Move over West Nile virus. Stand aside avian influenza. There’s a new bug in town---Vivocontrolus micromanagementeum. It’s a dangerous sounding mouthful that's for sure and the initial sign of infection is a major pain in the rear.
What is Vivocontrolus micromanagementeum? Apparently this pest was spawned millenia ago in the petri dish of the human mind and now after centuries of cultivation it has grown to hideous if not uncontrollable proportions. Literally translated the name of this Frankensteinian bugger means “life controlled by micromanagement.”
Life controlled by micromanagement?! Why that doesn’t sound like a new or even unfamiliar bug at all. In fact, most humans--aside from a few small bands of scattered primitives---are already infected with “V. microman.” And evidence of its fanatical propensity for infestation and propagation is found in volumes of law books, insurance contracts, tax codes, and city ordinances.
But recent indicators show the problem of V. microman. is reaching areas which heretofore have been immune to the pest. And while some feel “a major pain the rear” is still the only real threat, others claim an insidious epidemic is already upon us, a plague spreading throughout the population down to the very fiber of our Constitution.
Affecting the very fiber of our Constitution?! That doesn’t sound good. Established sources in government say this is simply the radical view of a bunch of alarmists, conspiracy theorists, and just plain self-serving antagonists. In fact, experts at the National Center for Disease Control will tell you Vivocontrolus micromanagementeum isn’t even a real organism.
“That’s exactly what you’d expect to hear from a bureaucrat,” says Dr. Martin Feeci, Director of the Pikes Peak Institute of Scatological Studies. “These guys make a living off the propagation of V. microman.”
Dr. Feeci (pronounced fee-zee) points out that the deleterious effects of V. microman. are apparent at every level of society. “You don’t need a degree in epidemiology to see this is a problem of plague proportions,” says Feezi. “Just look at the new federal ‘Tax Increase Prevention and Reconciliation Act of 2005,' it’s a mess of rules to manage a mess of other rules. Even professional micromanagers are scoffing at it.”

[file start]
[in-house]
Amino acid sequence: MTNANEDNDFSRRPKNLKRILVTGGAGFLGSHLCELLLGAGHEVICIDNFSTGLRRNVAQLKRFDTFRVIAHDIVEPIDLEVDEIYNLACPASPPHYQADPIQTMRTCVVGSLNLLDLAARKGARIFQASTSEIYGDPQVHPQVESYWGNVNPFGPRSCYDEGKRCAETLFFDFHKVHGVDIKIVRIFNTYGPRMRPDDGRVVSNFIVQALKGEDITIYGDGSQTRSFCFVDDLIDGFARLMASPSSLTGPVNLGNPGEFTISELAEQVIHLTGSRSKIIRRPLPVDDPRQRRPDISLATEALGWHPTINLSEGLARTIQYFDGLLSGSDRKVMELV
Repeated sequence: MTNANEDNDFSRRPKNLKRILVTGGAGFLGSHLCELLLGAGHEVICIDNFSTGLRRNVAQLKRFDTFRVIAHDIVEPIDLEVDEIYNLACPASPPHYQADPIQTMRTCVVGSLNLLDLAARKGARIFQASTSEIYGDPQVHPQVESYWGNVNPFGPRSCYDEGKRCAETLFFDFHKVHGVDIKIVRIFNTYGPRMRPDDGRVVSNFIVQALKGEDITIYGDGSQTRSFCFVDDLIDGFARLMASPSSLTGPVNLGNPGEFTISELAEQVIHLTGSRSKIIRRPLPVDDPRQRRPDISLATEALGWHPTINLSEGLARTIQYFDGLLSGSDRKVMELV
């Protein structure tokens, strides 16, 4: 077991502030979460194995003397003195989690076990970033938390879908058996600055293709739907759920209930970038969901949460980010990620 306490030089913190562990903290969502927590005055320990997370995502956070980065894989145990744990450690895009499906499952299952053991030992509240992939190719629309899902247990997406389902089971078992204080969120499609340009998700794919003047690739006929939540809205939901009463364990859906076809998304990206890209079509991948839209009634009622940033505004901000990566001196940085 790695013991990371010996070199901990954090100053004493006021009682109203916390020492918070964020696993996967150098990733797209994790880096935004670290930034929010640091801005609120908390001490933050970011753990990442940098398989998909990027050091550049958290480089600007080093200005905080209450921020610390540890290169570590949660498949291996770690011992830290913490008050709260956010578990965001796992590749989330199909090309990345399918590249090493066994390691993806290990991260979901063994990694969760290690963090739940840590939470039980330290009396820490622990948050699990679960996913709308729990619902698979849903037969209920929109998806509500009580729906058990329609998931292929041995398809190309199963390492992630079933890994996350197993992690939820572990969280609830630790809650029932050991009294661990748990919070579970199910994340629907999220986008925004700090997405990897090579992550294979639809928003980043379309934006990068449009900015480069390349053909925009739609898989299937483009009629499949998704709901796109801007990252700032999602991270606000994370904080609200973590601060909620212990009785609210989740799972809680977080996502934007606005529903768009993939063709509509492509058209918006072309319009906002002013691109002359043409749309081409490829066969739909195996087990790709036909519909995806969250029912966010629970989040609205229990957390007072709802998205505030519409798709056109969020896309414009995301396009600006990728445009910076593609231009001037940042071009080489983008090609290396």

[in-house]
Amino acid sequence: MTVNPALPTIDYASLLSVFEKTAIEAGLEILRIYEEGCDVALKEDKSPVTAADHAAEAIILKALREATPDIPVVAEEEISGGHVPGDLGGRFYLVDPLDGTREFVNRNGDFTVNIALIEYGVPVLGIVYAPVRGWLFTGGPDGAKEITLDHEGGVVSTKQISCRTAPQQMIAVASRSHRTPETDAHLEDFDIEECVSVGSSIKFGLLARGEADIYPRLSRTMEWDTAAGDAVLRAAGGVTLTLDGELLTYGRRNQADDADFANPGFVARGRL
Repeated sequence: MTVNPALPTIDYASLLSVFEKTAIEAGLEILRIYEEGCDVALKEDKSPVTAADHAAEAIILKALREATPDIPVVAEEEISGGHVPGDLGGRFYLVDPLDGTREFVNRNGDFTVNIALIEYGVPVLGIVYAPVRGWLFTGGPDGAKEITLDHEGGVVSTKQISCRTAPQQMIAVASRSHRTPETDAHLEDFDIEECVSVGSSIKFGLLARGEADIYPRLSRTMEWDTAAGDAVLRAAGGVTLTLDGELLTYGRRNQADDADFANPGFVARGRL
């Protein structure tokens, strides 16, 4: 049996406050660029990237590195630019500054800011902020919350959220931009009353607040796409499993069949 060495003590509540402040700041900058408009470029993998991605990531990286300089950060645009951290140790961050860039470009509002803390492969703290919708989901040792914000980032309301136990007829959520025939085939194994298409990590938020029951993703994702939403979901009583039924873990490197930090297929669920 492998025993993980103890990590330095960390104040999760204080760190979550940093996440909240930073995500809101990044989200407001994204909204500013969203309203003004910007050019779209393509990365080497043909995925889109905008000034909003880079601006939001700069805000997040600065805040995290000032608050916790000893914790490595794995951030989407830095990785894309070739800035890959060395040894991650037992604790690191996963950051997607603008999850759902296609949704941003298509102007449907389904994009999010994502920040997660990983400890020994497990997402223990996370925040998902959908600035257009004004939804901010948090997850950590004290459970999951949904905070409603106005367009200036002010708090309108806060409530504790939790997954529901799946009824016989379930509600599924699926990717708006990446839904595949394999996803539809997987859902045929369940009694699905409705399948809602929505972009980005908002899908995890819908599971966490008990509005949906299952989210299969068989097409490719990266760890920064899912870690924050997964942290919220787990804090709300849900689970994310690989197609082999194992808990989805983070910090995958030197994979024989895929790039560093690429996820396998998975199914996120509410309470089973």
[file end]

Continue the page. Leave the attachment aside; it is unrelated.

But if we are numb to the effects of V. micoman. in a federal agency like the IRS, it’s because we have come to expect the problem. Like dental caries, it becomes a routine condition. So you just visit the dentist once a year to have your cavities filled. Basically, you learn to cope with a chronic disease.
However, when V. microman. finds a new area or a new host to infect the problem is harder to ignore, going far beyond “a major pain in the rear.” In such cases a sort of toxic shock may result or, worse yet, a destructive autoimmune reaction whereby the system begins to attack itself.
“In autoimmune reactions the system in the body that normally thwarts disease actually becomes part of the problem,” says Dr. Feeci. “The system fails to recognize what is healthy and what is ultimately destructive to the body. Once that happens there’s a breakdown in homeostasis and a chronic degenerative condition results.”
A good example of V. micromans. causing such a reaction is the new statewide law in Colorado that prohibits cigarette smoking in most public buildings, namely bars and restaurants. The new law has divided the populace along new lines, whereby conservative businessmen find themselves fighting alongside freedom-loving radicals, while liberal health advocates are teaming with Republican moralists.
“This re-assortment of ideological camps could be a good thing,” reports Professor Nigel P. Rathbone, curator of the Rocky Mountain Center for the Study of Science and Social Silliness. “We here at ‘Silli-Central’ have found that social harmony may even be increased when disturbing influences such as V. microman. force people to re-examine deep ethical questions. In the case of the smoking ban, one must ask if this is ultimately a matter of public safety or personal freedom?”
While long-term consequences of the smoking ban remain to be seen, further V. microman. infestations will put public reaction and human rights questions to the test.
“Personally, I’m not a cigarette smoker myself and will benefit from the ban,” says Rathbone. “However, I do like to puff on the old pipe now and again, nudge-nudge wink-wink, so further encroachment of personal freedoms is always a concern of mine.”